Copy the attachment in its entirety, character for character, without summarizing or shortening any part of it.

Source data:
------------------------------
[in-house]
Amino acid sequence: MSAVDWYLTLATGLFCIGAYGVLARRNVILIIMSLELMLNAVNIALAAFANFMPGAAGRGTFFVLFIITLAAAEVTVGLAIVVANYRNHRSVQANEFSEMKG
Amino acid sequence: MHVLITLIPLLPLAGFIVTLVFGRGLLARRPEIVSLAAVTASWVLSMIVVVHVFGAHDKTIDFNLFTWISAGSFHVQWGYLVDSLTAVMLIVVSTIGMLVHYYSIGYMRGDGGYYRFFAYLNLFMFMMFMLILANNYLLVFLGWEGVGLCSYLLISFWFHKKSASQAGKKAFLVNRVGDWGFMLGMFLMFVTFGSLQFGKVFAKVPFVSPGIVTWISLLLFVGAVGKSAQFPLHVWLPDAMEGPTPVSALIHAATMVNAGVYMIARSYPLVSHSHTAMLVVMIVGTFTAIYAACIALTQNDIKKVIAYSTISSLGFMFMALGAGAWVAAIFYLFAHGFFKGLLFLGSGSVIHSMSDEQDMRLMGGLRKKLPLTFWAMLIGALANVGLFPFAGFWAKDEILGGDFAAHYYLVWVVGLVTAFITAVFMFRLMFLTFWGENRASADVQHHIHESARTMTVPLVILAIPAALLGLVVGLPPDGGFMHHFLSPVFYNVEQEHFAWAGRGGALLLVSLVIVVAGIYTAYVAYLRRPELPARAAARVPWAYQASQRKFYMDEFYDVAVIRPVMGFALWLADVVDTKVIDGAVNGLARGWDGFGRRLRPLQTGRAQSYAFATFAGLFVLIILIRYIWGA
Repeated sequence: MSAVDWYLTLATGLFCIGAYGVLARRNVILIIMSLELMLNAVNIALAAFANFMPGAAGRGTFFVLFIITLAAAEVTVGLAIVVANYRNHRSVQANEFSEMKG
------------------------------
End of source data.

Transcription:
[in-house]
Amino acid sequence: MSAVDWYLTLATGLFCIGAYGVLARRNVILIIMSLELMLNAVNIALAAFANFMPGAAGRGTFFVLFIITLAAAEVTVGLAIVVANYRNHRSVQANEFSEMKG
Amino acid sequence: MHVLITLIPLLPLAGFIVTLVFGRGLLARRPEIVSLAAVTASWVLSMIVVVHVFGAHDKTIDFNLFTWISAGSFHVQWGYLVDSLTAVMLIVVSTIGMLVHYYSIGYMRGDGGYYRFFAYLNLFMFMMFMLILANNYLLVFLGWEGVGLCSYLLISFWFHKKSASQAGKKAFLVNRVGDWGFMLGMFLMFVTFGSLQFGKVFAKVPFVSPGIVTWISLLLFVGAVGKSAQFPLHVWLPDAMEGPTPVSALIHAATMVNAGVYMIARSYPLVSHSHTAMLVVMIVGTFTAIYAACIALTQNDIKKVIAYSTISSLGFMFMALGAGAWVAAIFYLFAHGFFKGLLFLGSGSVIHSMSDEQDMRLMGGLRKKLPLTFWAMLIGALANVGLFPFAGFWAKDEILGGDFAAHYYLVWVVGLVTAFITAVFMFRLMFLTFWGENRASADVQHHIHESARTMTVPLVILAIPAALLGLVVGLPPDGGFMHHFLSPVFYNVEQEHFAWAGRGGALLLVSLVIVVAGIYTAYVAYLRRPELPARAAARVPWAYQASQRKFYMDEFYDVAVIRPVMGFALWLADVVDTKVIDGAVNGLARGWDGFGRRLRPLQTGRAQSYAFATFAGLFVLIILIRYIWGA
Repeated sequence: MSAVDWYLTLATGLFCIGAYGVLARRNVILIIMSLELMLNAVNIALAAFANFMPGAAGRGTFFVLFIITLAAAEVTVGLAIVVANYRNHRSVQANEFSEMKG